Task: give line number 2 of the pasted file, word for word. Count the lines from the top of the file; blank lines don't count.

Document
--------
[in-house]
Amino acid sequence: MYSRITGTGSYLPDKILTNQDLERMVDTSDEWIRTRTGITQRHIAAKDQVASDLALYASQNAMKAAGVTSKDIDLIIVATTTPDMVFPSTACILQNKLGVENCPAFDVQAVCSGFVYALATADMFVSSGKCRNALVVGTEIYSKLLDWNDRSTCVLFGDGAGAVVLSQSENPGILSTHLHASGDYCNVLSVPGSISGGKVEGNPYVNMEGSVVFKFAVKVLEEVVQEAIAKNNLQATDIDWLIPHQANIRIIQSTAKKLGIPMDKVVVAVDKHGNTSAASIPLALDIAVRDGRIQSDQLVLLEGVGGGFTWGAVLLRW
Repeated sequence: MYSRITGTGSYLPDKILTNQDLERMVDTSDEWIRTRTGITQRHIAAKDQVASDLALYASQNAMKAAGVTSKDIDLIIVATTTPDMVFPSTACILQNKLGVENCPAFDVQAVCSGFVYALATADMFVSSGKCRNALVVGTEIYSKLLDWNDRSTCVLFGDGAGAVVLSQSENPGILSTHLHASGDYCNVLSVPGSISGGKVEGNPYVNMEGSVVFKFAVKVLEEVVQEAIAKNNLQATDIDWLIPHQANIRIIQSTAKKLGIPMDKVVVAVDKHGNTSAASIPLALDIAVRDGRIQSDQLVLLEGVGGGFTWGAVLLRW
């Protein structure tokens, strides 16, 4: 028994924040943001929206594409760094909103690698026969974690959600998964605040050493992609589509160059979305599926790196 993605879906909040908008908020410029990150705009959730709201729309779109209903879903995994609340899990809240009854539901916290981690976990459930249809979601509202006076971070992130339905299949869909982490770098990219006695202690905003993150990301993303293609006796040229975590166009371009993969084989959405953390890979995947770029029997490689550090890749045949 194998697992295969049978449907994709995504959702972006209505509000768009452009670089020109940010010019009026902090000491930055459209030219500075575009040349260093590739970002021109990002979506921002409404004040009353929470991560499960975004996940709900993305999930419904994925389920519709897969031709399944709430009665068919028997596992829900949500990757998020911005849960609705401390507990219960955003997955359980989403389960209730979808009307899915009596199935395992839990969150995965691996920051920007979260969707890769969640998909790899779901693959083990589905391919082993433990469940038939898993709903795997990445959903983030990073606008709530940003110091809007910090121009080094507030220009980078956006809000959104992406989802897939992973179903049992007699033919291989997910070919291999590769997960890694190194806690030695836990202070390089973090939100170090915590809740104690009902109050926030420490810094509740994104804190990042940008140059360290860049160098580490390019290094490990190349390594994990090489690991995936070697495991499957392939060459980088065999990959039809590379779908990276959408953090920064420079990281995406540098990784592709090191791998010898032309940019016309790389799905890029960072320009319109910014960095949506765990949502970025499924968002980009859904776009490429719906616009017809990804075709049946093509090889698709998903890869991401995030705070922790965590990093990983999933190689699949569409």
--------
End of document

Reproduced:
Amino acid sequence: MYSRITGTGSYLPDKILTNQDLERMVDTSDEWIRTRTGITQRHIAAKDQVASDLALYASQNAMKAAGVTSKDIDLIIVATTTPDMVFPSTACILQNKLGVENCPAFDVQAVCSGFVYALATADMFVSSGKCRNALVVGTEIYSKLLDWNDRSTCVLFGDGAGAVVLSQSENPGILSTHLHASGDYCNVLSVPGSISGGKVEGNPYVNMEGSVVFKFAVKVLEEVVQEAIAKNNLQATDIDWLIPHQANIRIIQSTAKKLGIPMDKVVVAVDKHGNTSAASIPLALDIAVRDGRIQSDQLVLLEGVGGGFTWGAVLLRW